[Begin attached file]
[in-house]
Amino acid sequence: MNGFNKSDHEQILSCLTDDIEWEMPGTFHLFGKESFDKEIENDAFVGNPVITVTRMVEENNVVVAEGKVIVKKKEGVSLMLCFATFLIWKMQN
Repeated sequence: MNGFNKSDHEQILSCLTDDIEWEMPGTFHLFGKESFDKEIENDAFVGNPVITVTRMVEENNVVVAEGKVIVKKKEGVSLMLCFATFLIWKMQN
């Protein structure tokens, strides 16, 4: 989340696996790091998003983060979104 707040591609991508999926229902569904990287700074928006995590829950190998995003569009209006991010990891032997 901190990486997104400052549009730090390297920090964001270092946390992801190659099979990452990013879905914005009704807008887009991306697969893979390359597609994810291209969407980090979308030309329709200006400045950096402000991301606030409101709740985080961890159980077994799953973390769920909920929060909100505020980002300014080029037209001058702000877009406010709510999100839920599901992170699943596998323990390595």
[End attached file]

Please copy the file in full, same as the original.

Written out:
[in-house]
Amino acid sequence: MNGFNKSDHEQILSCLTDDIEWEMPGTFHLFGKESFDKEIENDAFVGNPVITVTRMVEENNVVVAEGKVIVKKKEGVSLMLCFATFLIWKMQN
Repeated sequence: MNGFNKSDHEQILSCLTDDIEWEMPGTFHLFGKESFDKEIENDAFVGNPVITVTRMVEENNVVVAEGKVIVKKKEGVSLMLCFATFLIWKMQN
């Protein structure tokens, strides 16, 4: 989340696996790091998003983060979104 707040591609991508999926229902569904990287700074928006995590829950190998995003569009209006991010990891032997 901190990486997104400052549009730090390297920090964001270092946390992801190659099979990452990013879905914005009704807008887009991306697969893979390359597609994810291209969407980090979308030309329709200006400045950096402000991301606030409101709740985080961890159980077994799953973390769920909920929060909100505020980002300014080029037209001058702000877009406010709510999100839920599901992170699943596998323990390595």